Managing Work-Related Stress
Workplace stress is highly personal. Some people thrive in fast-paced jobs (think emergency room nurses, police officers, and air-traffic controllers) where making a mistake can put people’s lives at stake.
But just because the rest of us wouldn’t last a day in such high-pressure environments doesn’t mean our jobs are less stressful. Short deadlines, endless paperwork, the occasional irate customer, and meetings that drag on for hours, putting us even further behind, all can cause stress.
In other words, it’s not the job that creates stress, it’s the way a person responds to the urgencies and demands of each workplace environment that makes him or her stressed or energized.
Not surprisingly, people respond to stress differently, depending on their temperament and the culture of the workplace in which they find themselves.
Short-term effects of stress include headaches, shallow breathing, difficulty sleeping, anxiety, and upset stomach. Long-term chronic stress can increase the risk for heart disease, back pain, depression, persistent muscle aches and pains, and a weakened immune system.
Stress also can affect your mind by impairing concentration and imagination and increasing the chance you’ll make mistakes because you’re not thinking clearly.
Chronic stress can affect your emotions and behavior by making you irritable, impatient, less enthusiastic about your job, and even depressed.
That said, whether your primary job is answering the phone or running a railroad, here are some ways to manage work-related stress.
When you’re in a high-pressure situation, examine your train of thought to see if it’s adding to the stress you feel.
Are you imagining a far worse outcome than is likely? Is the project or situation likely to affect your job approval, reputation, or income? Are you really out of your league or are the immediate demands really more of a challenge than a disaster in the making?
Manage your time
Proper time and priority management can reduce a lot of workplace stress.
Start each day by making a to-do list of tasks, calls to make, and e-mails to write; prioritize it according to those you must do, those you would like to do, and those that can wait. Don’t schedule too much, and build in time for interruptions.
Take a break
Hourly mini-breaks during which you stretch your shoulders, back, and neck can provide physical stress relief, which in turn can reduce mental stress.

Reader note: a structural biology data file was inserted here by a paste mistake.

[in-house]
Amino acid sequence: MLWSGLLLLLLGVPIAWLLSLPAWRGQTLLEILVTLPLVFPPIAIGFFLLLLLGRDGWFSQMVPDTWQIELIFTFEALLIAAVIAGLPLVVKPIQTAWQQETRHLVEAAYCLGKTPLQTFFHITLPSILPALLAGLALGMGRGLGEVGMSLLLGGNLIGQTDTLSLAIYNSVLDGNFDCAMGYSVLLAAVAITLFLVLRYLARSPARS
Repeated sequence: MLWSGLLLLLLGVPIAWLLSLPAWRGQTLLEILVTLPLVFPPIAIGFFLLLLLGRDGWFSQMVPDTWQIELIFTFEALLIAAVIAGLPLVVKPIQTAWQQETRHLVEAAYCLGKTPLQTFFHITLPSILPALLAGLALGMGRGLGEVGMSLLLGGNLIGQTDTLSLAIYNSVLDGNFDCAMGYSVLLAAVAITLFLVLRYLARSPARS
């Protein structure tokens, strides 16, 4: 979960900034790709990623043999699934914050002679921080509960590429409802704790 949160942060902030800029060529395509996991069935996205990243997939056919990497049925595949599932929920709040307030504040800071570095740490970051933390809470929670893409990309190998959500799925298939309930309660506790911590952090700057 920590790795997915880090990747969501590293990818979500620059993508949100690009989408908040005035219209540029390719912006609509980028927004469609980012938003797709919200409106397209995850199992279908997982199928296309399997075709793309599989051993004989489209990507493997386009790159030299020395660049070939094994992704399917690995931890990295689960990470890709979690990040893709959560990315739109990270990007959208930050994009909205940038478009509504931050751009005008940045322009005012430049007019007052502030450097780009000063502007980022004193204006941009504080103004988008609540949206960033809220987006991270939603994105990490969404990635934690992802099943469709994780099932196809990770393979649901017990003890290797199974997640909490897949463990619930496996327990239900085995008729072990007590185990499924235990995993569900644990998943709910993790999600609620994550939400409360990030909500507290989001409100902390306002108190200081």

Stop promising to do more than you can handle. Be polite as you say, “With the workload I have, I can’t take on more at this time.”
Every day, plan to spend some time at rest, but not asleep. Sit in a comfortable chair, close your eyes, and relax your muscles.
Then, focus on breathing regularly as you continuously repeat one simple word, such as "peace," "relax," or "om," aloud or silently. Continue until your muscles and mind are relaxed.
Try muscle relaxation
Sit or lie down, if you can, and close your eyes. Starting at your head, tense your face by clenching your teeth and furrowing your brow. Hold the tension for five seconds, then release it. Next, tense your shoulders by bringing them up to your ears. Hold for five seconds, then release. Next, tense your arm muscles and hold for five seconds, then release. Continue to tighten and release each group of muscles in your body until you reach your toes. Focus on the warmth and heaviness of your body as you relax. Breathe gently for a few moments, then open your eyes.
Sit or lie down and close your eyes. For five to 10 minutes, imagine you’re in a place you love, such as the beach, the mountains, or the house you grew up in. Breathe slowly and deeply as you imagine what you see, feel, hear, taste, and smell in your special place.
Breathe slowly and deeply
Lie flat on your back with your eyes closed. Place your feet slightly apart and rest one hand above your navel, the other on your chest. Inhale through your nose and exhale through your mouth until you’ve emptied most of the air from your lungs.
As you slowly count to four, gently inhale, making your stomach rise. Pause for one second, then as you slowly count to four, gently exhale, letting your abdomen slowly fall. Pause for another second, then repeat this process 10 times.
Eat a healthy diet and exercise regularly. A healthy diet rich in whole foods, fruits, vegetables, whole grains, and lean protein may reduce stress. Consuming lots of caffeine, sugar, and alcohol can increase it.
Numerous studies have found exercise reduces stress. Aerobic exercise, such as running, swimming, or brisk walking, works best for most people, but yoga, Pilates, tai chi, or simple stretching also can help by inducing a calmer, meditative state.
Talking with a family member or friend outside of work about the specific issues that cause your stress at work can help you put things in perspective. Explore solutions and coping strategies together.
If you’ve tried these self-help strategies but continue to be highly stressed, get help from a mental health professional who specializes in stress management.
- newMentor board-certified, academically affiliated clinician
- Roux, Susan L., ARNP